[Parameter("uint256", "totalSupply")]
    public BigInteger TotalSupply { get; set; }
}

We can call the functions of smart contract to query the state of a smart contract or do any computation, which will not affect the state of the blockchain.

To do so we will need to create a class which inherits from "FunctionMessage". First we will decorate the class with a "Function" attribute, including the name and return type.

Each parameter of the the function will be a property of the class, each of them decorated with the "Parameter" attribute, including the smart contract name, type and parameter order.

For the ERC20 smart contract, the "balanceOf" function definition, provides the query interface to get the token balance of a given address. As we can see this function includes only one parameter "_owner", of the type "address".

[Function("balanceOf", "uint256")]
public class BalanceOfFunction : FunctionMessage
{
    [Parameter("address", "_owner", 1)]
    public string Owner { get; set; }
}

Another type of smart contract function will be correspondent to a transaction that will change the state of the smart contract (or smart contracts).

For example The "transfer" function definition for the ERC20 smart contract, includes the parameters “_to” address parameter as a string, and the “_value” or TokenAmount we want to transfer.

In a similar way to the "balanceOf" function, all the parameters include the solidity type, parameter name and parameter order.

Note: When working with functions, it is very important to have the parameters types, and function name correct as all of these make the signature of the function.

[Function("transfer", "bool")]
public class TransferFunction : FunctionMessage
{
    [Parameter("address", "_to", 1)]
    public string To { get; set; }

    [Parameter("uint256", "_value", 2)]
    public BigInteger TokenAmount { get; set; }
}

Finally smart contracts also have events. Events in smart contracts write the blockchain log, providing a way to retrieve further information of any smart contract interaction occurred.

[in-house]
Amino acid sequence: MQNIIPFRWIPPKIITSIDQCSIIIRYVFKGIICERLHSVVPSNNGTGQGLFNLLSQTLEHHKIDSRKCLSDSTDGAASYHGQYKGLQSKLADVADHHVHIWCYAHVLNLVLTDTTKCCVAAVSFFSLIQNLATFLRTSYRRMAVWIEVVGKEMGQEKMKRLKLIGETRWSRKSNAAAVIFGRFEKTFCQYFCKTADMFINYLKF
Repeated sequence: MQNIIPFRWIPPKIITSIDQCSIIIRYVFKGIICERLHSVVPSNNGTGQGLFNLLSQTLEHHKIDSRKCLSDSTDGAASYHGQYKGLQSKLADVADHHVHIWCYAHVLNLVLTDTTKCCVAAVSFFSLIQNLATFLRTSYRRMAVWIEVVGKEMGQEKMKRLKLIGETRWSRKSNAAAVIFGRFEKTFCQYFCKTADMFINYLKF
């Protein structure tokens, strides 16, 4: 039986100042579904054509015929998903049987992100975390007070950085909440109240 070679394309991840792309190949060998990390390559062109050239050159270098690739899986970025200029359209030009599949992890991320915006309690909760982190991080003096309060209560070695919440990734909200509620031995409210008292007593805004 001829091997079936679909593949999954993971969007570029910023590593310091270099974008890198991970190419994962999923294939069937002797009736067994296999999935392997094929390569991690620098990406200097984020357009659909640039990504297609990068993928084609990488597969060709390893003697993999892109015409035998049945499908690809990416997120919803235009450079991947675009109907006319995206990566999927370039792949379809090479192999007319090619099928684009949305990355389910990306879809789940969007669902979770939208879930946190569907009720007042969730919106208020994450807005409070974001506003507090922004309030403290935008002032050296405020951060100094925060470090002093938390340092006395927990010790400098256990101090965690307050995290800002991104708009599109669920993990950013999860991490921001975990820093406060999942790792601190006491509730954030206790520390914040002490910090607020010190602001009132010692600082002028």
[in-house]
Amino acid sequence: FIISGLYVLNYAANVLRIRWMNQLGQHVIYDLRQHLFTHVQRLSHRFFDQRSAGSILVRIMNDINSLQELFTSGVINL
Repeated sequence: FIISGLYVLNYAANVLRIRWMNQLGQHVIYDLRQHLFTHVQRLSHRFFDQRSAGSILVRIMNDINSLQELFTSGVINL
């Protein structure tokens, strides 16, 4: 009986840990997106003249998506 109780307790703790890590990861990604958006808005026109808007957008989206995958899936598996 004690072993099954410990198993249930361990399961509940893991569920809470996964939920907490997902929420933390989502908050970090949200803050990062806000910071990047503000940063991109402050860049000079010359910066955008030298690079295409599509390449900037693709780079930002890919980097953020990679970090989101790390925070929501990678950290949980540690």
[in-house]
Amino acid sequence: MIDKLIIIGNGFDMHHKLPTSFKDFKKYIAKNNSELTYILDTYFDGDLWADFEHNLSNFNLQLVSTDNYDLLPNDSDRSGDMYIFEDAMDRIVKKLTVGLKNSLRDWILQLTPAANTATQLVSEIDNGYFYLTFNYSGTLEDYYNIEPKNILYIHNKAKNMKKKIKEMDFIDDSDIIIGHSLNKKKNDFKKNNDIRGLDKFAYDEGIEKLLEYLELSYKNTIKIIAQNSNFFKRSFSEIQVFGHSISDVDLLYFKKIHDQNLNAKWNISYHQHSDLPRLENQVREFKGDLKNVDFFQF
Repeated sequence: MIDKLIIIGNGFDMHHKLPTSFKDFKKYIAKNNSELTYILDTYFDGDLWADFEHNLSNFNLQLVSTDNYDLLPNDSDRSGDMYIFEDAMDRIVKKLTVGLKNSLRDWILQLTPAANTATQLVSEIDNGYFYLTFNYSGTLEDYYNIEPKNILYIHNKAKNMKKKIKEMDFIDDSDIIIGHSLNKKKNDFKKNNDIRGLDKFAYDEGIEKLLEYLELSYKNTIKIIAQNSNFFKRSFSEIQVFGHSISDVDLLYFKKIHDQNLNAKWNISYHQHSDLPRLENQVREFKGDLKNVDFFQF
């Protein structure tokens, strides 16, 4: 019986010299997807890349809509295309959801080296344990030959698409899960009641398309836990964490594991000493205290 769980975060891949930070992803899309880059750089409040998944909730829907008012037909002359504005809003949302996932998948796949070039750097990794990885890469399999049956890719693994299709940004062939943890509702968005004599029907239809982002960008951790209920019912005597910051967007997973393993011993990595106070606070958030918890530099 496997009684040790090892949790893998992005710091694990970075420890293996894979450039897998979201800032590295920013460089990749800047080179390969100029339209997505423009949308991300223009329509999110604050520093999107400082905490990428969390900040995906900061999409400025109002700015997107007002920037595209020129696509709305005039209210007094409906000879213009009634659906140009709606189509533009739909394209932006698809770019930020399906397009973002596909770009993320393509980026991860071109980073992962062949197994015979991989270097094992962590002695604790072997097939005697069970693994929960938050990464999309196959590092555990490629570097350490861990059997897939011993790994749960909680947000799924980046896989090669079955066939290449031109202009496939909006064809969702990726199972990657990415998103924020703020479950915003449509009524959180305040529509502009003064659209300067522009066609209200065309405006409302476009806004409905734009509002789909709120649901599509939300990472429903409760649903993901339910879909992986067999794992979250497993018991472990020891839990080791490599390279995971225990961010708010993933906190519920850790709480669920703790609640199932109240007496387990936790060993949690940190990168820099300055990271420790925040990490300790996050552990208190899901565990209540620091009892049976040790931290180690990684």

To create an Event definition, we need to create a class that inherits from IEventDTO, decorated with the Event attribute.

The Transfer Event, similar to the Function it also includes the parameters with the name, order and type. But also a boolean value indicating if the parameter is indexed or not.

Indexed parameters will allow us later on to query the blockchain for those values.

[Event("Transfer")]
public class TransferEventDTO : IEventDTO
{
    [Parameter("address", "_from", 1, true)]
    public string From { get; set; }

    [Parameter("address", "_to", 2, true)]
    public string To { get; set; }

    [Parameter("uint256", "_value", 3, false)]
    public BigInteger Value { get; set; }
}

Instantiating Web3 and the Account

A simple way to run this sample is to use one of the pre-configured private chains which can be found https://github.com/Nethereum/TestChains (Geth, Parity, Ganache) using the Account “0x12890d2cce102216644c59daE5baed380d84830c” with private key “0xb5b1870957d373ef0eeffecc6e4812c0fd08f554b37b233526acc331bf1544f7“, or alternatively use your own testchain with your own account / private key.

To create an instance of web3 we first provide the url of our testchain and the private key of our account. When providing an Account instantiated with a private key all our transactions will be signed “offline” by Nethereum.

var url = "http://localhost:8545";
var privateKey = "0xb5b1870957d373ef0eeffecc6e4812c0fd08f554b37b233526acc331bf1544f7";
var account = new Account(privateKey);